For decades, members of the medical and scientific communities have published studies linking talcum powder use and an increased risk of ovarian cancer. While the exact reason for this link is the subject of ongoing research, many believe talc particles enter the vagina and migrate to the ovaries. While some scientists do not believe this connection has been proven conclusively, others believe there is a strong link between talc usage and a heightened ovarian cancer risk.
The connection between talc and ovarian cancer has recently entered the public consciousness. In 2016, juries in two states found that Johnson & Johnson was liable for failing to warn users of the risks of ovarian cancer. Each of these juries awarded substantial verdicts to the plaintiff, including millions of dollars in punitive damages which are intended to punish a defendant for its conduct. On the heels of these verdicts, hundreds and potentially thousands of talc users who have contracted ovarian cancer may bring claims against Johnson & Johnson.
The first American study that linked talc usage and ovarian cancer was published in 1982. This study, titled Ovarian cancer and talc, a case-control study, was one of many to follow. Below are three studies released in the last three years connecting ovarian cancer and talc use.
A study published in Cancer Prevention Research titled Genital Powder Use and Risk of Ovarian Cancer surveyed more than 8,500 women with ovarian cancer and more than 9,800 women who did not have cancer. More than 31% of the women with ovarian cancer used talcum powder, while only 25% of the women without cancer used talcum powder. These numbers suggest a link between talcum powder usage and an increased risk of ovarian cancer.
The most recent study linking talc usage and ovarian cancer was published in the journal Epidemiology. Titled The Association Between Talc Use and Ovarian Cancer: A Retrospective Case – Control Study in Two U.S. States, this study interviewed more than 2,000 women with ovarian cancer and 2,100 women without ovarian cancer about their talcum powder usage habits.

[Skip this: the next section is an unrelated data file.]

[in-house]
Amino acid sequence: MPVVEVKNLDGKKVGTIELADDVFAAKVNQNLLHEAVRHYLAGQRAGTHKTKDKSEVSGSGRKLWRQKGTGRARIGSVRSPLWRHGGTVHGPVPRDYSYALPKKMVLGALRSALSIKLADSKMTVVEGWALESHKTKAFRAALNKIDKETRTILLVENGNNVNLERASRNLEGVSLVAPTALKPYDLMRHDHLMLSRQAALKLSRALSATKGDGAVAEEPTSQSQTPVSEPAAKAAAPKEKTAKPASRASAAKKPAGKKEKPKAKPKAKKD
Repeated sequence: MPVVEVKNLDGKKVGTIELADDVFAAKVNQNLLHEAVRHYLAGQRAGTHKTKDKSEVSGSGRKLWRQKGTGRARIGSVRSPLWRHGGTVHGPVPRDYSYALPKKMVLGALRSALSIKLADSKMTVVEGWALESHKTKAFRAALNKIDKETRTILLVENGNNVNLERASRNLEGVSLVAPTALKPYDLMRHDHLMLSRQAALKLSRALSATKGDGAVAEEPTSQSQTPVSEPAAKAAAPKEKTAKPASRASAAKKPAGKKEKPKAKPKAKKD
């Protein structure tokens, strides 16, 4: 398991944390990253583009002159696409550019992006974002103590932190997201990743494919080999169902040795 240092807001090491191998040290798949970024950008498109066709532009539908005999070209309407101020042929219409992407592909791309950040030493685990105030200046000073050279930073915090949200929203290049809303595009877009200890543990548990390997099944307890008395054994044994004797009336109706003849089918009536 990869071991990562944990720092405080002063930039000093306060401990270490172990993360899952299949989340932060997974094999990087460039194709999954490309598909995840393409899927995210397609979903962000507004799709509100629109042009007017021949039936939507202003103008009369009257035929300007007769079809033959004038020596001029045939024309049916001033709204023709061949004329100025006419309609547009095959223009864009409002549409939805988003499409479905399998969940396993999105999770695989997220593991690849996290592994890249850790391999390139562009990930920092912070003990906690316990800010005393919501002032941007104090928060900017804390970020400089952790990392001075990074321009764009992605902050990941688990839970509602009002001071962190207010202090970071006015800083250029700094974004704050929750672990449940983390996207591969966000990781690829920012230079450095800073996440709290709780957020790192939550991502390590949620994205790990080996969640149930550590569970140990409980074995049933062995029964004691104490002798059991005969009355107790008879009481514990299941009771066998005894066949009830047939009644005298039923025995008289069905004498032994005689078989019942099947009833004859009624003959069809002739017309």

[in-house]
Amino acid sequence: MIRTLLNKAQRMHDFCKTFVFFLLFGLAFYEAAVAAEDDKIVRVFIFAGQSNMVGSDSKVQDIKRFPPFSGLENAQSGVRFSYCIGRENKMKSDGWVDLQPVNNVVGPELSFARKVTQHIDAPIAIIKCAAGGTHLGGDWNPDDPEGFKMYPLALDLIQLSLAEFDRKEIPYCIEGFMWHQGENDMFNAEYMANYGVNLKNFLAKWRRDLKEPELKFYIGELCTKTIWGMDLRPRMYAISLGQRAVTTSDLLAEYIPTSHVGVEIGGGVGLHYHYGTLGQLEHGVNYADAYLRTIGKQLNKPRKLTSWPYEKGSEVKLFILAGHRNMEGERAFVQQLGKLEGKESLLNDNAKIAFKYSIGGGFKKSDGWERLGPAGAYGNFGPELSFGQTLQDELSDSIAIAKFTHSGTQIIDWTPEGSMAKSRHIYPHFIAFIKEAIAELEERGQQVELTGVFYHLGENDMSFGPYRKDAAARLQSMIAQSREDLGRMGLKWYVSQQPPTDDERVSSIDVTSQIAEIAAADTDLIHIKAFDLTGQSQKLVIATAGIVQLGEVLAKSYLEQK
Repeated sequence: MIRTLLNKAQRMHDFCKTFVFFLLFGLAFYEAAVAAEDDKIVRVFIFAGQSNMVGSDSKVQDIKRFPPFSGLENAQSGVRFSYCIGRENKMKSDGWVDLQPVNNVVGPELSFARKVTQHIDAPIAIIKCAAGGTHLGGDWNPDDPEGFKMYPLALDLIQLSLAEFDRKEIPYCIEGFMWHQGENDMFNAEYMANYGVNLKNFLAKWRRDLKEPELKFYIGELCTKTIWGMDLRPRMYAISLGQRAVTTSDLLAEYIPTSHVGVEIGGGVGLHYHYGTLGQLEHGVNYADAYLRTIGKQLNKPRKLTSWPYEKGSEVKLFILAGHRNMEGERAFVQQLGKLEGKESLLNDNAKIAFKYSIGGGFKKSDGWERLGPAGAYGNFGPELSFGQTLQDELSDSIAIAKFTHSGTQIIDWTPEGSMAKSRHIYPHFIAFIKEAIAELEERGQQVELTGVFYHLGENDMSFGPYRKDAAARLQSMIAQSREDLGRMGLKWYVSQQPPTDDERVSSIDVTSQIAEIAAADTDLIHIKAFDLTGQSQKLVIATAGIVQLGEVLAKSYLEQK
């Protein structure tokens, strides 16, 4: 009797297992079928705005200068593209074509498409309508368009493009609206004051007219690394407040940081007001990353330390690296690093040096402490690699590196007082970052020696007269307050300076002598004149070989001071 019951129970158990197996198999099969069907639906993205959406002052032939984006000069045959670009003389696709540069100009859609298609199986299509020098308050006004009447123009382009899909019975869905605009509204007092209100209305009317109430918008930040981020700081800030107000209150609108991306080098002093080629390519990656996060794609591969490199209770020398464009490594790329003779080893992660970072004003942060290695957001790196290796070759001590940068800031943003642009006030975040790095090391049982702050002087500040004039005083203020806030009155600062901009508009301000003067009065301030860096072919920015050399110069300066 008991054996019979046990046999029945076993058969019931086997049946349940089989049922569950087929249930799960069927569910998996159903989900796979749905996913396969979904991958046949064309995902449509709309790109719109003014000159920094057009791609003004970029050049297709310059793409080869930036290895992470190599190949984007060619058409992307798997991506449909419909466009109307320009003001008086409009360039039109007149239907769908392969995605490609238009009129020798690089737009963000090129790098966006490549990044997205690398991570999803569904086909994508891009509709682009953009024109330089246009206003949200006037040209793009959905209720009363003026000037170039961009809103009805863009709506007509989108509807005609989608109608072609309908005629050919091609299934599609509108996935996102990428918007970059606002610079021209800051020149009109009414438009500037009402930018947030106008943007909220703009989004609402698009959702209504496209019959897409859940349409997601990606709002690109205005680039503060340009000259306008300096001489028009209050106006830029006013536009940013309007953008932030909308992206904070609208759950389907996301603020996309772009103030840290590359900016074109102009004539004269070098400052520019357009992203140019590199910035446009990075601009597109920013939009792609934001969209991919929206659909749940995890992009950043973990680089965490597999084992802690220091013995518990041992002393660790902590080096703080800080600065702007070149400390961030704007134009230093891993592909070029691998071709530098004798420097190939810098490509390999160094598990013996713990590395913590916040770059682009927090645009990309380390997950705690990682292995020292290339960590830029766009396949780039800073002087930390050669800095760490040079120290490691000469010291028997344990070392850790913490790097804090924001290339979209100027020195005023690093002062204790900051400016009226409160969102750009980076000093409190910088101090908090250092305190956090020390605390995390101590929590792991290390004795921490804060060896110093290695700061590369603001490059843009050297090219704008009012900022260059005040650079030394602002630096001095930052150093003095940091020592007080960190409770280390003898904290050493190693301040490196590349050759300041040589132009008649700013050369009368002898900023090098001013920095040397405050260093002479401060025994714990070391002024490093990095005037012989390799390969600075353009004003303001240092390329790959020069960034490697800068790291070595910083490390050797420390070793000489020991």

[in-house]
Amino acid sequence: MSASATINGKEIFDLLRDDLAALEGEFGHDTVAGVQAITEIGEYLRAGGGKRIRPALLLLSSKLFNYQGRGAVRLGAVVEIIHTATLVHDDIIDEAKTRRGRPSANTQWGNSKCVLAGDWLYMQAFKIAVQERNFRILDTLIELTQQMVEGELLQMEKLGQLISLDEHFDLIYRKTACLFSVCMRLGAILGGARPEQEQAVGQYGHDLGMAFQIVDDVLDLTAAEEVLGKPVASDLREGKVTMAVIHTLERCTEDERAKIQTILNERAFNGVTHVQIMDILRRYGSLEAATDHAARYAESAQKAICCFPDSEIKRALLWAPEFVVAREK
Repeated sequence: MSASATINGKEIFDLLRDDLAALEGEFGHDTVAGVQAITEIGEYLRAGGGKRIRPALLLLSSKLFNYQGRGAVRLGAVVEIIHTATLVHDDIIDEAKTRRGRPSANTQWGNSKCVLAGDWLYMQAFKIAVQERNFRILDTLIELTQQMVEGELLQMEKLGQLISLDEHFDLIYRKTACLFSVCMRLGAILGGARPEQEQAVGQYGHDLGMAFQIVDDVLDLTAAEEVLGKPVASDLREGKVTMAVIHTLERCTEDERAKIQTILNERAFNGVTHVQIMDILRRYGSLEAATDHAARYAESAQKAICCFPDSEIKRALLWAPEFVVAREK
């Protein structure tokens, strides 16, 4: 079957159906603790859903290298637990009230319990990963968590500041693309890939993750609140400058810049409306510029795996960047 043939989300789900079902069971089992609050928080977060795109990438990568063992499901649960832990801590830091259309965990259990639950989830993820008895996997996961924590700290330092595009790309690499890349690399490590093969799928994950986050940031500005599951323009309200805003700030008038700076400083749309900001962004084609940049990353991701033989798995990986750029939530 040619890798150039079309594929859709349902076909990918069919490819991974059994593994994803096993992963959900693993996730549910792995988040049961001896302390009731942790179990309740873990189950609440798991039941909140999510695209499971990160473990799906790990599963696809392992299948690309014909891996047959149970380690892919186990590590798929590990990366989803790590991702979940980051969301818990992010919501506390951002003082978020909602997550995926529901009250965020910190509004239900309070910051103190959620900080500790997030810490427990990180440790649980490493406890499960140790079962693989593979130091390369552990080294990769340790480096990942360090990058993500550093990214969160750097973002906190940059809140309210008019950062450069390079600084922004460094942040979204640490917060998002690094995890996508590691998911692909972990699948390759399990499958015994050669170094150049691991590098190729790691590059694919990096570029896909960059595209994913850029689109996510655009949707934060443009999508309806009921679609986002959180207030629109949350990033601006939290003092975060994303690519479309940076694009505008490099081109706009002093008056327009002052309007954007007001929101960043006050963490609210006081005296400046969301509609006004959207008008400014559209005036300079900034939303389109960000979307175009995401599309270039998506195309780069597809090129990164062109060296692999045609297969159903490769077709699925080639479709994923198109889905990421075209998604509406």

They found “an association between genital talc use and ovarian cancer” and a “significant trend with increasing talc-years of use.” Talc-years refer to the number of years a woman applied talc to her genitals. This study found that women with more talc-years are at a greater risk for contracting ovarian cancer.
Another study found that African American women were at a greater risk of ovarian cancer due to talc use than women of other races. This study, titled Association between Body Powder Use and Ovarian Cancer: the African American Cancer Epidemiology Study (AACES) surveyed 584 African American women with ovarian cancer, and 745 who did not. They found that nearly 63% of women with cancer used talcum powder, while only 53% of the women who did have cancer used talcum powder.
Taken together, these studies would seem to show a connection between talcum powder use and ovarian cancer. Ongoing research may reveal additional details about talcum powder and ovarian cancer.
If you or someone you love used talcum powder and has ovarian cancer, you may have a claim for damages. The attorneys of Clifford Law Office provide exceptional representation to individuals and families across the United States.
Sources: Ovarian cancer and talc: a case-control study, National Center for Biotechnology Information, July 15, 1982, Daniel W. Cramer, Genital Powder Use and Risk of Ovarian Cancer: A Pooled Analysis of 8,525 Cases and 9.859 Controls, Cancer Prevention Research, May 2013 by Kathryn Terry The Association Between Talc Use and Ovarian Cancer: A Retrospective Case – Control Study in Two U.S. States, Epidemiology, May 2016, Daniel W. Cramer, Allison F. Vitonis, Kathryn L. Terry, William R. Welch and Linda J. Titus, Association between Body Powder Use and Ovarian Cancer: the African American Cancer Epidemiology Study (AACES), Cancer Epidemiology Biomarkers Prevention, May 2016, Joellen M. Schildkraut